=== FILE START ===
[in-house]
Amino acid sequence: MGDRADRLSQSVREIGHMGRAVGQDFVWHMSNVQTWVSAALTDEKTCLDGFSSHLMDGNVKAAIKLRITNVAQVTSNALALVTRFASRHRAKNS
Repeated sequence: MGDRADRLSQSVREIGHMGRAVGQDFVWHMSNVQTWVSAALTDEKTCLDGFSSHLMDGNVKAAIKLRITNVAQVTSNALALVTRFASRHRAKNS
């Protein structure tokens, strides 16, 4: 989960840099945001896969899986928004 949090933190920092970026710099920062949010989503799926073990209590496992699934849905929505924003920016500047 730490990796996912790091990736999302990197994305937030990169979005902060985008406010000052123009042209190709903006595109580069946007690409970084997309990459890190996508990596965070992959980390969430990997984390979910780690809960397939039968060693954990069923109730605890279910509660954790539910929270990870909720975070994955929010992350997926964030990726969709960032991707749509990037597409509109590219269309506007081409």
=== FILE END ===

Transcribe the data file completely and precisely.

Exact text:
[in-house]
Amino acid sequence: MGDRADRLSQSVREIGHMGRAVGQDFVWHMSNVQTWVSAALTDEKTCLDGFSSHLMDGNVKAAIKLRITNVAQVTSNALALVTRFASRHRAKNS
Repeated sequence: MGDRADRLSQSVREIGHMGRAVGQDFVWHMSNVQTWVSAALTDEKTCLDGFSSHLMDGNVKAAIKLRITNVAQVTSNALALVTRFASRHRAKNS
């Protein structure tokens, strides 16, 4: 989960840099945001896969899986928004 949090933190920092970026710099920062949010989503799926073990209590496992699934849905929505924003920016500047 730490990796996912790091990736999302990197994305937030990169979005902060985008406010000052123009042209190709903006595109580069946007690409970084997309990459890190996508990596965070992959980390969430990997984390979910780690809960397939039968060693954990069923109730605890279910509660954790539910929270990870909720975070994955929010992350997926964030990726969709960032991707749509990037597409509109590219269309506007081409």